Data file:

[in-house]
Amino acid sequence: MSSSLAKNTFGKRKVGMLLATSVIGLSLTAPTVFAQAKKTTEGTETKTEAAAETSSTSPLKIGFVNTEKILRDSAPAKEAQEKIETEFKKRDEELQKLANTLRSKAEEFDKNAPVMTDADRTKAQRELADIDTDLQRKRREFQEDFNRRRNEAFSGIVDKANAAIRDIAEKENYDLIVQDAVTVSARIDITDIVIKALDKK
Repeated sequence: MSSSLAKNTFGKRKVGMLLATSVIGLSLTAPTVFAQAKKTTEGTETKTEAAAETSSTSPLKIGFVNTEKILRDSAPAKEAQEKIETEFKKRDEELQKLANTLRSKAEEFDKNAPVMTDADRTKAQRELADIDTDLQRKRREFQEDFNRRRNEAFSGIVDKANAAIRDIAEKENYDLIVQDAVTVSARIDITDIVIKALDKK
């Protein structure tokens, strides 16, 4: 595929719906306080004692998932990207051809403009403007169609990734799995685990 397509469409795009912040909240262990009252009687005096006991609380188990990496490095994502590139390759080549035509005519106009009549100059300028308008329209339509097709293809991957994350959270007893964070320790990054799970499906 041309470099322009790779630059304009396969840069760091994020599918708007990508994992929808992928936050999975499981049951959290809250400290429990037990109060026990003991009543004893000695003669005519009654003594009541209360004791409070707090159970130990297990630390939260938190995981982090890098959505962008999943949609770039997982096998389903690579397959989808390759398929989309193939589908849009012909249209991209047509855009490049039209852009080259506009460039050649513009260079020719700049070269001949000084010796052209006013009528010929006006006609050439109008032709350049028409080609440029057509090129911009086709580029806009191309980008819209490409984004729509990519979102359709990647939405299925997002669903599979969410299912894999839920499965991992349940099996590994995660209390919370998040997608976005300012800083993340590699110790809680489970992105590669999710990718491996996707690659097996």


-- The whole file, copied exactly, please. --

[in-house]
Amino acid sequence: MSSSLAKNTFGKRKVGMLLATSVIGLSLTAPTVFAQAKKTTEGTETKTEAAAETSSTSPLKIGFVNTEKILRDSAPAKEAQEKIETEFKKRDEELQKLANTLRSKAEEFDKNAPVMTDADRTKAQRELADIDTDLQRKRREFQEDFNRRRNEAFSGIVDKANAAIRDIAEKENYDLIVQDAVTVSARIDITDIVIKALDKK
Repeated sequence: MSSSLAKNTFGKRKVGMLLATSVIGLSLTAPTVFAQAKKTTEGTETKTEAAAETSSTSPLKIGFVNTEKILRDSAPAKEAQEKIETEFKKRDEELQKLANTLRSKAEEFDKNAPVMTDADRTKAQRELADIDTDLQRKRREFQEDFNRRRNEAFSGIVDKANAAIRDIAEKENYDLIVQDAVTVSARIDITDIVIKALDKK
């Protein structure tokens, strides 16, 4: 595929719906306080004692998932990207051809403009403007169609990734799995685990 397509469409795009912040909240262990009252009687005096006991609380188990990496490095994502590139390759080549035509005519106009009549100059300028308008329209339509097709293809991957994350959270007893964070320790990054799970499906 041309470099322009790779630059304009396969840069760091994020599918708007990508994992929808992928936050999975499981049951959290809250400290429990037990109060026990003991009543004893000695003669005519009654003594009541209360004791409070707090159970130990297990630390939260938190995981982090890098959505962008999943949609770039997982096998389903690579397959989808390759398929989309193939589908849009012909249209991209047509855009490049039209852009080259506009460039050649513009260079020719700049070269001949000084010796052209006013009528010929006006006609050439109008032709350049028409080609440029057509090129911009086709580029806009191309980008819209490409984004729509990519979102359709990647939405299925997002669903599979969410299912894999839920499965991992349940099996590994995660209390919370998040997608976005300012800083993340590699110790809680489970992105590669999710990718491996996707690659097996």